It’s almost here.  A game that football fans everywhere celebrate on a yearly basis is about to hit us again with its latest edition.  EA Sports is primed and ready to launch Madden NFL 13 for Xbox 360 and PlayStation 3 tomorrow, and fans everywhere definitely have something to look forward to, as we’ve been playing the game steadily since last week.

You might be saying to yourself, “C’mon.  EA Sports does the same thing year in and year out with their football.  Nothing really changes.”  And true, the general nature of football remains intact, whether you’re into a passing game with Peyton Manning or rushing up the field with the Chicago Bears.  But technically, EA Tiburon has poured a lot into this year’s edition, so that it doesn’t entirely feel like the same ol’-same ol’ that you played a while back.  There is something of substance here, something football fans will definitely appreciate.

To kind of help break down what’s included in Madden NFL 13 that’s changed for the better, we’re going to talk about five specifics that really excel this year’s product.  After you read it, don’t be surprised if you find yourself tempted to, at the very least, check out the demo.  It might just grow on you.

Gameplay Features, Including Passing and Xbox 360’s Kinect

One thing that makes a football game stand out above all others is gameplay.  After all, if you don’t have the ability to create a killer pass play or go for defensive sacks, what’s the point, right?  With Madden NFL 13, EA Tiburon has made a number of improvements.

First off, passing feels a bit more natural this time around.  It’s not entirely accurate, as sometimes a receiver just won’t “be there” or may set up the opportunity to inadvertently be picked off.  But for the most part, setting up and executing plays is even more seamless than ever, though it doesn’t hurt to have a power player behind the ball, like RG III, Andrew Luck or even ol’ Manning, who still has some gunpowder in his cannon.

In addition, defensive ends don’t “psychically” read receivers as they used to.  They have to actually look behind them now to see a ball in motion, rather than reading exactly where it’s going to end up.  True, they can still nail someone a little too closely after the catch, which is something EA Tiburon needs to tweak, but at least your passes stand a better chance of being caught – again, depending on the receiver.

Finally, if you’re getting the Xbox 360 version of the game, you have the ability to call your plays using the Kinect device, shouting out to your receivers instead of hitting buttons on your controller.  While it’s not entirely perfect, it does use the device in a rather clever manner, and makes you feel like you’re more involved with the game.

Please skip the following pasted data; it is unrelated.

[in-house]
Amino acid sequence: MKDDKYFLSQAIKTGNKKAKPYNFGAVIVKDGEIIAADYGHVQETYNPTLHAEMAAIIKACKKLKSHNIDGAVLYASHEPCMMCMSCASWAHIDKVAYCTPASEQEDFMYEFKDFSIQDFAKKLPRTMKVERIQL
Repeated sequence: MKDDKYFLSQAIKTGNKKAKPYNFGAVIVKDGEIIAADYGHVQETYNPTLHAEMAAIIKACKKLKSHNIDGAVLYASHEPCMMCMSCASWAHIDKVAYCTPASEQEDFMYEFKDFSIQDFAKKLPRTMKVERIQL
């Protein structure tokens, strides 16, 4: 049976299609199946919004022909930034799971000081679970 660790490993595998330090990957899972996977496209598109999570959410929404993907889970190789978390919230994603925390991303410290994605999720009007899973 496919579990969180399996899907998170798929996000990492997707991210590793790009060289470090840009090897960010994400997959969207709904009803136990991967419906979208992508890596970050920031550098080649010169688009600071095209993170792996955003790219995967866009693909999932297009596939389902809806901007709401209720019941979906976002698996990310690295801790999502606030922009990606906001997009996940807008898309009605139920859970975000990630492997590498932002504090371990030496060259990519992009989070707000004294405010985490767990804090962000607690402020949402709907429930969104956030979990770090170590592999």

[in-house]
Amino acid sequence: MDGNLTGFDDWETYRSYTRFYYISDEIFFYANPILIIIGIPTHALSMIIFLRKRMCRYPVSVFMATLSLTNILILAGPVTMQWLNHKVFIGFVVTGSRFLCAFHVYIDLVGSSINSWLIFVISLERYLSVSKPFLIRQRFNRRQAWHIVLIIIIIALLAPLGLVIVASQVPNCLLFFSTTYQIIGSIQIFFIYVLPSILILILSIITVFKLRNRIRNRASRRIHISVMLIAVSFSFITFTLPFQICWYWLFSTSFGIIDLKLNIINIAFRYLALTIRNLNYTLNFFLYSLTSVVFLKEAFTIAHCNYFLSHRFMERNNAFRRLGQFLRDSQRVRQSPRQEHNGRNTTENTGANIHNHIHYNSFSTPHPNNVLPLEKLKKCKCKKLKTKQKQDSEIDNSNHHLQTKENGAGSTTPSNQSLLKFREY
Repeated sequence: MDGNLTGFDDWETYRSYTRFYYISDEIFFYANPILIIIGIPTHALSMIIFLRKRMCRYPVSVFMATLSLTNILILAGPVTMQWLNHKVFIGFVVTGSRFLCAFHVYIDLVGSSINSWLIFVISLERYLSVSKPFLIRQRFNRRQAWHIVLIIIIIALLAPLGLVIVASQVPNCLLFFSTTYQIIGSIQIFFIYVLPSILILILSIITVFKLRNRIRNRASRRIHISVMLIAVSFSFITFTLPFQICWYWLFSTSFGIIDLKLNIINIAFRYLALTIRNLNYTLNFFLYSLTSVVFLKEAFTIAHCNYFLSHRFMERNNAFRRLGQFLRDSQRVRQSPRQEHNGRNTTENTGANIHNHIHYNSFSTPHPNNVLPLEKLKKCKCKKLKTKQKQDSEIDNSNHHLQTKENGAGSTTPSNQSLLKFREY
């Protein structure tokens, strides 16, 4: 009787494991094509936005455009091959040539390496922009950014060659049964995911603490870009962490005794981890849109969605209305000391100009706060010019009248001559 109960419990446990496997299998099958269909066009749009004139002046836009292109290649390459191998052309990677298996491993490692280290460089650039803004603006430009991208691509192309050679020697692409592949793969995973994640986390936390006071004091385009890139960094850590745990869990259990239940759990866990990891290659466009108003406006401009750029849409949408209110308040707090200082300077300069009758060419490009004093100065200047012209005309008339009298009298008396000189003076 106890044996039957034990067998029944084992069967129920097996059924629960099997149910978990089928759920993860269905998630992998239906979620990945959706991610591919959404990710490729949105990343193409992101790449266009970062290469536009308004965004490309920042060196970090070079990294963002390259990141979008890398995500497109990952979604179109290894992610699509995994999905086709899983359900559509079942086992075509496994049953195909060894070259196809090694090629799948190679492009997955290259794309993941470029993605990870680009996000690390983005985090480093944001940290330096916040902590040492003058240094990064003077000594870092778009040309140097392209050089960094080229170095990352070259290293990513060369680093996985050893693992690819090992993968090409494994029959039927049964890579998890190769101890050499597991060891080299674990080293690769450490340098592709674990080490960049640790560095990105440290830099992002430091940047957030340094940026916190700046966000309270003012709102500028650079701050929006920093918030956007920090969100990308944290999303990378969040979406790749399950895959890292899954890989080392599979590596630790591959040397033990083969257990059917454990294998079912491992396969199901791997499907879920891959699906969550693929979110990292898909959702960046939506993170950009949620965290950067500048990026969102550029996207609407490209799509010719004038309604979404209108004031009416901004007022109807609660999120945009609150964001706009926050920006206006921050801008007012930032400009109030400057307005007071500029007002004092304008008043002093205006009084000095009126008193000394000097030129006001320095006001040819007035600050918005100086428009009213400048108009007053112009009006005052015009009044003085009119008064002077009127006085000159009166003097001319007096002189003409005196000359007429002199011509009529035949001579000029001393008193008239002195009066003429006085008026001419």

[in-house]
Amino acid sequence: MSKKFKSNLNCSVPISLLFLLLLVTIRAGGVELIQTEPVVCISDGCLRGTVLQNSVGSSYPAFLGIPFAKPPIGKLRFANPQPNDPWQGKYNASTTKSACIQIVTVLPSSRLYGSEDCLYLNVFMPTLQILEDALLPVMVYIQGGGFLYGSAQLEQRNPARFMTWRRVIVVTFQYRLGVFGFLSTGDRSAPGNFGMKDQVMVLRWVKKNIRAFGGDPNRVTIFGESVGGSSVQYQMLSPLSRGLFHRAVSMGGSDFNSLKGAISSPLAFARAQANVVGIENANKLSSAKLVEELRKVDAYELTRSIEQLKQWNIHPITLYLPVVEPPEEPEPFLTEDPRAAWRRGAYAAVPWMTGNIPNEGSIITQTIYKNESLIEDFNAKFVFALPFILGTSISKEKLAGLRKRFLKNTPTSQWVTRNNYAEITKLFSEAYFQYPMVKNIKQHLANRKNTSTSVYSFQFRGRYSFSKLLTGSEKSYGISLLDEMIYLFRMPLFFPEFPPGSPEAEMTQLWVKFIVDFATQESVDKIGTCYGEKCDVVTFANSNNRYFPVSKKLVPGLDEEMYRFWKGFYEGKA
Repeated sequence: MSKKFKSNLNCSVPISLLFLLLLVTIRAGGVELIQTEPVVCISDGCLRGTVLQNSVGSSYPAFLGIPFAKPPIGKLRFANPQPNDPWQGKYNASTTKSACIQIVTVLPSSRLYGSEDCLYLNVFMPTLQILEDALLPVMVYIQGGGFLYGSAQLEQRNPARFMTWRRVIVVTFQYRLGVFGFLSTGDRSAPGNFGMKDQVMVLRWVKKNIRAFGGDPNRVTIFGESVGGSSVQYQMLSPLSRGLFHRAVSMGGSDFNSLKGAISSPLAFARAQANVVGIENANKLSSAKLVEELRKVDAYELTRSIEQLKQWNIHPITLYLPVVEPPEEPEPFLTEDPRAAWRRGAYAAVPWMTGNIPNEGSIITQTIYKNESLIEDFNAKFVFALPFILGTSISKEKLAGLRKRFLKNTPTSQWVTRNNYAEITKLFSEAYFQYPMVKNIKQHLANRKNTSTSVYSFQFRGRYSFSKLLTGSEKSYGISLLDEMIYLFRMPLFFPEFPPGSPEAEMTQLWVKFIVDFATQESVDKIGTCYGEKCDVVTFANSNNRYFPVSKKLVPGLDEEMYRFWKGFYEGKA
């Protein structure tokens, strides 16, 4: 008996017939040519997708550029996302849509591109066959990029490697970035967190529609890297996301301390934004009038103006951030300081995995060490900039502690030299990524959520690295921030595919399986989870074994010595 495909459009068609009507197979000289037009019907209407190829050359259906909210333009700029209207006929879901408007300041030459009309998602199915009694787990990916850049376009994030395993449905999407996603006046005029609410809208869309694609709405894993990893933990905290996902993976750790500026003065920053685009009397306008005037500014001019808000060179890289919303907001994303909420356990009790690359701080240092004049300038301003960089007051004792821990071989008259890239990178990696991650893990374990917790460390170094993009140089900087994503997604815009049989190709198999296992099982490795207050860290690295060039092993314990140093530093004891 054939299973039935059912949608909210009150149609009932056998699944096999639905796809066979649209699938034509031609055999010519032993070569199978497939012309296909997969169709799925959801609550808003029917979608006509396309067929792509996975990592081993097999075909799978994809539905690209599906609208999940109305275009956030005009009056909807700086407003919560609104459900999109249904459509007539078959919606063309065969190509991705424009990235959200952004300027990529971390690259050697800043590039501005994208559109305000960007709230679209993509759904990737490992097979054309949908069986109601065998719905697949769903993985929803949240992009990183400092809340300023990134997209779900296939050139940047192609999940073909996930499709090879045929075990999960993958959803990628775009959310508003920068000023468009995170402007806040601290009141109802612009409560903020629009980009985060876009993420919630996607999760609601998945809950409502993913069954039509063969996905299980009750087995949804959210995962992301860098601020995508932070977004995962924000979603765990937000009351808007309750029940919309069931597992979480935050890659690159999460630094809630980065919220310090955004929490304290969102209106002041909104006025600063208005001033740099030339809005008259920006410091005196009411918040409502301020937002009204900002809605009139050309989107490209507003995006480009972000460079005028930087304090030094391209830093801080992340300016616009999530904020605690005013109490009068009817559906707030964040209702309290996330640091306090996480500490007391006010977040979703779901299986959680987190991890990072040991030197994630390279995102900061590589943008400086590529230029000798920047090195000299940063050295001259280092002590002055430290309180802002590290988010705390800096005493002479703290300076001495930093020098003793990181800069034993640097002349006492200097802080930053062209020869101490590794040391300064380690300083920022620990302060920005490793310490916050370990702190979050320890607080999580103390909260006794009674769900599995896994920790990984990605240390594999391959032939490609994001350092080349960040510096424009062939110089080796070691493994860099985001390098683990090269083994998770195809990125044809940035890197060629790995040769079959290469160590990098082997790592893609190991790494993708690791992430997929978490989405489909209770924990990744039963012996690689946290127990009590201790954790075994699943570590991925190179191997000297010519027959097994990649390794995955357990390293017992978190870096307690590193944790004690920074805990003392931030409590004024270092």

Connected Careers- More Than a Technical Term 

One key feature that has kept players coming back is the franchise mode, where you can lead your team either as a coach or a player and become the champion you were born to be.  With Connected Careers, EA Sports has integrated the experience into something more involving, with a social, online-connected set-up where you can interact with friends, track your progress through tweets and news pieces, and keep track of your scouting moves as you try and build a better team.  So, hey, if you feel like dropping Terrell Owens, have at it.  And the game supports up to 32 players in league action, so don’t be afraid to call your friends.  (Unless, of course, you WANT to be stomped on.)

Infinity Engine- A Change For the Better

Though the Wii U and portable versions of the game don’t utilize it (that’s probably happening this time next year), the Infinity Engine is bound to be very beneficiary to Xbox 360 and PlayStation 3 users.  With the improvement in animations and interaction with fellow players, it’s remarkable how much better the game appears.  There are some odd animations that pop up here and there, but overall the plays come across with more energy and passion, whether it’s nailing a receiver on a catch or making a dive for the end zone over a pile-up.  This is an Engine that we can definitely get used to seeing in future installments of the game.

Jim Nantz and Phil Simms Won’t (Completely) Annoy You

Last year’s Madden NFL 12 left us cold in the commentary department, as neither Cris Collinsworth nor Gus Johnson (more like Ugh Johnson) could deliver the necessary information for the game.  However, Madden NFL 13 marks a significant improvement, with Jim Nantz and Phil Simms of CBS Sports handling the duties.

Nantz and Simms sound a lot more natural, as EA Sports let them ad-lib situations however they see fit.  Obviously next year’s game will continue to show a bit of improvement, but we’re happy with this new team and how they come across.  Here’s an example from the demo…

Madden Ultimate Team Returns- And How

Finally, there’s the mode that many football fans will immediately embrace, as they’ve done in previous years – Madden Ultimate Team.  Here, they’ll be able to earn additional player cards and other feats, while also interacting with a universe similar to that of fantasy football.  They can even use mobile devices to make changes to their game, without any additional fees to endure. 

But this year will introduce a number of new NFL Legends to the roster, including Warren Moon, “Mean” Joe Greene, Shannon Sharpe, Michael Irvin, Troy Aikman and Joe Montana, amongst others.  You’ll also gain access to some great coaches, including Vince Lombardi and Tom Landry.

Honestly, if these features don’t thrill football fans, we’re not sure what will.

You can get Madden NFL 13 tomorrow on Xbox 360, PlayStation 3 and mobile platforms.  A Wii U release will follow later in the year.